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Letts Lake

Contact Info
825 N. Humboldt Ave.
Willows, CA 95988

35 acres
Max. Depth:
18 feet


Letts Lake is a 35-acre impoundment built in the early 1950s. Trout were planted in the lake soon after dam construction. They grew well and the Letts received considerable notoriety, soon becoming one the most popular fishing destinations on the Eastside of the Mendocino National Forest.

Fishing has had its ups and downs at Letts over the last 50 years. Aquatic plant and animal populations are dynamic and Letts Lake is no exception. Letts Lake was created on top of a wet meadow that had deep, rich soils. It is located in an area with warm summers and wet winters. The combination of an excellent growing climate and nutrient-rich water led to Letts Lake becoming somewhat weedy and murky. This is a typical pattern in small mountain reservoirs in this area.

The golden shiners thrived in the weedy and warm areas of the lake. And, because shiners eat many of the same things trout do, they became a direct competitors for food. In an effort to improve conditions for trout the California Department of Fish and Game chemically treated Letts Lake with rotenone in 1965, 1976, and again in 1978. Each time the shiner population returned with vigor. Shiners may have been re-introduced after each treatment or not all were killed in the chemical treatments.

In 1980-81 the Department used biological control of golden shiners and introduced largemouth bass, channel catfish, and red-ear sunfish. Biological control worked very well and the hungry bass and catfish did nearly eliminate the golden shiners. The formally very abundant crayfish population also was nearly eliminated by the bass and catfish. Conditions for trout improved markedly during this period, and remains good today. The lake water became clearer after the bass and catfish eliminated the shiners. But, a new problem arose, rooted aquatic plants increased somewhat because they had more light in the clearer water. The likely reason the water became clearer is that the shiners had been eating the zooplankton (very small aquatic animals), which in turn had been eating the small phytoplankton (very small drifting aquatic plants). The sheer number of phytoplankton individuals is what makes the water murky at times.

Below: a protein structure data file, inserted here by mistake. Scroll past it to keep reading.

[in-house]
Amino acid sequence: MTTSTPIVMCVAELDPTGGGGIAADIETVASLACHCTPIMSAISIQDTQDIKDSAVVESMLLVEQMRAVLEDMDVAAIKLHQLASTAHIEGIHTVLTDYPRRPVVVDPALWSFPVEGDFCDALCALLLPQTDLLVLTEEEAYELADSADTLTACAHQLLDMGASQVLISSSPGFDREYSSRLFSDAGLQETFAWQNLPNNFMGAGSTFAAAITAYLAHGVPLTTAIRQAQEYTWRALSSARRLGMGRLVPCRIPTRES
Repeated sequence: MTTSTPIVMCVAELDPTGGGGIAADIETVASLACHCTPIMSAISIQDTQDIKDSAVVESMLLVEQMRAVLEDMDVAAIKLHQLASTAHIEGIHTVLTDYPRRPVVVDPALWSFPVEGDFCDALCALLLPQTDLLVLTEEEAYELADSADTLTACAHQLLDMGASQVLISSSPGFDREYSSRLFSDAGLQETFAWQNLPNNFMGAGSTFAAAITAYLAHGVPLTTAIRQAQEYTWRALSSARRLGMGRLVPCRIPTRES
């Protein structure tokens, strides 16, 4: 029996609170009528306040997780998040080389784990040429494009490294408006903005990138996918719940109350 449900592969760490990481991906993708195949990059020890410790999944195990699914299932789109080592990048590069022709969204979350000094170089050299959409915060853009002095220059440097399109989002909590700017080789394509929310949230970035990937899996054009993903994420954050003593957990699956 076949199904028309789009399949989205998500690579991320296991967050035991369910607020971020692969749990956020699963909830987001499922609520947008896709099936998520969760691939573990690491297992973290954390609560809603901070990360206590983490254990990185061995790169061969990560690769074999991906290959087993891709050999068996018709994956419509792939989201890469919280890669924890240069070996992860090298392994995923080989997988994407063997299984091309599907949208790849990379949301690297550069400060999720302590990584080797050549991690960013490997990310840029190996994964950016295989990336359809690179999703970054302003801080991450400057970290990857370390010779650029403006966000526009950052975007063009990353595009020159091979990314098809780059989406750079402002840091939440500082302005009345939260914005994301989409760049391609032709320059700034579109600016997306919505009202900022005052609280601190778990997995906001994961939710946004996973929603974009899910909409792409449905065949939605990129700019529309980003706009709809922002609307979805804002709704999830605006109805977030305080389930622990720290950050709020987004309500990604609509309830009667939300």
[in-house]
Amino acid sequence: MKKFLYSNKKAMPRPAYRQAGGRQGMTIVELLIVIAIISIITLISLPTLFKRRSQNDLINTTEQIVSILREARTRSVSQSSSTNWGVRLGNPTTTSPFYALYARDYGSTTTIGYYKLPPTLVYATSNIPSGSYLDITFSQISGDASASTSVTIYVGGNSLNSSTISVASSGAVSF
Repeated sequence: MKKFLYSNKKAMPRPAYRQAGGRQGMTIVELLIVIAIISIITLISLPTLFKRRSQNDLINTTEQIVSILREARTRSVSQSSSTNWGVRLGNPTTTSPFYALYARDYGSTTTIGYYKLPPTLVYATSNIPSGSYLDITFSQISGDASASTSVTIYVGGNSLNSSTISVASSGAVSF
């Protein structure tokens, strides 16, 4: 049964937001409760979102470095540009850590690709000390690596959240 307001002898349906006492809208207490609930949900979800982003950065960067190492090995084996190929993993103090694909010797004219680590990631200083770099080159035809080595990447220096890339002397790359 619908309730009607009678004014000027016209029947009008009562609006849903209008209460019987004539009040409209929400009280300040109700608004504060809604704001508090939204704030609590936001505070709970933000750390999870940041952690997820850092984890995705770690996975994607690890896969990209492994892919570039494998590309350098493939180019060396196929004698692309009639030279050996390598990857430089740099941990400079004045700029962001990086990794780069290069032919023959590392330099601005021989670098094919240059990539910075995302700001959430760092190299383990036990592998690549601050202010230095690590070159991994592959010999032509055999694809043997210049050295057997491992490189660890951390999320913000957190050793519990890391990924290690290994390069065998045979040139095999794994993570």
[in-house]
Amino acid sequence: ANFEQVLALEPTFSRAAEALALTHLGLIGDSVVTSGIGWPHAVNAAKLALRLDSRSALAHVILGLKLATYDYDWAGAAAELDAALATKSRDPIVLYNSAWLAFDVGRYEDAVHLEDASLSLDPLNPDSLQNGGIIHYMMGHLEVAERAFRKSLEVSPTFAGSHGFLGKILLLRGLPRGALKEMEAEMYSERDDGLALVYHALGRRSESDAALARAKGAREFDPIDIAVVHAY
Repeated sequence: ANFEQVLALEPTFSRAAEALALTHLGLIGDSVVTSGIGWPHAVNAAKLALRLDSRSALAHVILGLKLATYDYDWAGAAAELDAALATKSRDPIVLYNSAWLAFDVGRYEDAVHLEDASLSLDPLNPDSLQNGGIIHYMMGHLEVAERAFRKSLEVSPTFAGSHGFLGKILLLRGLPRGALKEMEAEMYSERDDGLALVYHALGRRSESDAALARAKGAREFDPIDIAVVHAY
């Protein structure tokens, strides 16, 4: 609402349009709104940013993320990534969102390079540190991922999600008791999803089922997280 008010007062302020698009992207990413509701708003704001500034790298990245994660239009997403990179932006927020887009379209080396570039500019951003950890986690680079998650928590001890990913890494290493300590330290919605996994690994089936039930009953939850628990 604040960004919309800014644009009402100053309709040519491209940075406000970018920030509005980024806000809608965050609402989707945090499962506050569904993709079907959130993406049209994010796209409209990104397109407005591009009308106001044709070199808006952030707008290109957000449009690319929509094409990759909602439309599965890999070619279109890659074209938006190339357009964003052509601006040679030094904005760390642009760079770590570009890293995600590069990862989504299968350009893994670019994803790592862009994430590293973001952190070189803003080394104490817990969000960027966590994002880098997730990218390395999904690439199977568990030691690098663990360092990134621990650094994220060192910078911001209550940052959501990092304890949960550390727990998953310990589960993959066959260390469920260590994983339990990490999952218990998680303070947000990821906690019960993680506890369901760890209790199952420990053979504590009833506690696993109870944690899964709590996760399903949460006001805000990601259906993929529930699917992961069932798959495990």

The introduction of bass and catfish made Letts a "two story" fishery with both warm and cold water fish species. Angling opportunities were increased. The Department of Fish and Game continues to stock rainbow trout, and occasionally Eastern brook trout. A few trout carry over more than one season and occasional large trout are taken each year.

The bass and catfish fishing was excellent for several years but has recently developed some problems. Most bass caught now are in the 5-8 inch range. This is due to several factors including heavy fishing pressure on bass over 12 inches and the lack of adequate prey species. Catfish are seldom caught since they do not reproduce in the lake and they have not been restocked since the initial introduction. The California Department of Fish and Game is working to correct the fish imbalance and provide the best possible fishing.


Largemouth Bass
Channel Catfish
Rainbow Trout


35 acres
Max. Depth:
18 feet


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